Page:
Not so surprisingly, a show about The First of The Fallen getting bored with his tenure ruling Hell so he moves to L.A. to be a nightclub impresario has some folks upset, namely the American Family Association and its offshoot OneMillionMoms.com. AFA & OMM have started online petitions to “urge Fox [to] drop plans to air Lucifer” citing “The program previews mischaracterize Satan, departs from true biblical teachings about him, and inaccurately portrays the beliefs of the Christian faith. By choosing to air this show, FOX is disrespecting Christianity and mocking the Bible.” OMM also points out that “Previews of the pilot episode depict graphic acts of violence, a nightclub featuring scantily-clad women and a demon,” as objectionable content.
Here’s the first look trailer for Lucifer starring Tom Ellis:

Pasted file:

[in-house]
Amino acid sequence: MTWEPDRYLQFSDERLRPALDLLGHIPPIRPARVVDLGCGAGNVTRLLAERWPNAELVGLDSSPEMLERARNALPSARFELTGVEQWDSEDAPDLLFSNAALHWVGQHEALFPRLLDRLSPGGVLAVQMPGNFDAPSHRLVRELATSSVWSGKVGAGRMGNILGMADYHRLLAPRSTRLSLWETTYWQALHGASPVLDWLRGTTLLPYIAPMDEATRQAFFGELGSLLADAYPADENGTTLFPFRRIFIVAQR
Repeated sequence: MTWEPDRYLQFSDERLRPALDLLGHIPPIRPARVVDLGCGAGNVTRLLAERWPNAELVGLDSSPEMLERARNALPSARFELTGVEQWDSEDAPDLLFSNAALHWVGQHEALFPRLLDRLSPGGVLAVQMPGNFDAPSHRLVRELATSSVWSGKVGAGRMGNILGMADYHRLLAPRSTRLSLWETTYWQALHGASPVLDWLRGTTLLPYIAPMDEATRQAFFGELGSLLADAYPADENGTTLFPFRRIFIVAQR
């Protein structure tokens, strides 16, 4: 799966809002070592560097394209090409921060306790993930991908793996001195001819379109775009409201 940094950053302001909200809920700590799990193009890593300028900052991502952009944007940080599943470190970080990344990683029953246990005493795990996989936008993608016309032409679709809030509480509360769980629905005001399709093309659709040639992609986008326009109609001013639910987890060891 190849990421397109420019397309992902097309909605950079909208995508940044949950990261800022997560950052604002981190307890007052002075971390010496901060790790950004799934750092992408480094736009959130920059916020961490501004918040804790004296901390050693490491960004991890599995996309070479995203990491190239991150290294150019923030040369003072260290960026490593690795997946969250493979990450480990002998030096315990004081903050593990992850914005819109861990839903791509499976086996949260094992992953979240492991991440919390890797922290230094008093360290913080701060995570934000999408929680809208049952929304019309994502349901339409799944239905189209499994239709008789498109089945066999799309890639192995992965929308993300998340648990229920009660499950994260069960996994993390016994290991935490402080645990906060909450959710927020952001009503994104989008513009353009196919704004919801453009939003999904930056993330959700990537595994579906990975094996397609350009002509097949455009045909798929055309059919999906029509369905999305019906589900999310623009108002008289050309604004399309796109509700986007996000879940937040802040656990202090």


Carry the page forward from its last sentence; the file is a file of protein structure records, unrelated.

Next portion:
OneMillionMoms.com state that “Our goal is to stop the exploitation of our children, especially by the entertainment media,” which begs the questions: Why haven’t they gone after the source material? Why are there no online petitions against any comics or comic book publishers on either the OMM or AFA sites? Doesn’t Fredric Wertham’s theories of youth corruption dovetail nicely with their “values”? Are comics not an entertainment medium?
At the time of this writing 9,175 “Moms” had e-signed (that’s almost 1% of one million) and 53,386 e-signatures have been collected on the AFA petition. It’s unclear if AFA’s numbers include the Moms or not. Oh, and the trailer has 565,783 views on YouTube.
It’s probable that if their petition fails to get FOX to cancel the show prior to its 2016 airdate, they will turn to the tactics they are currently using against TV Land’s Younger and urge sponsors to pull their spots.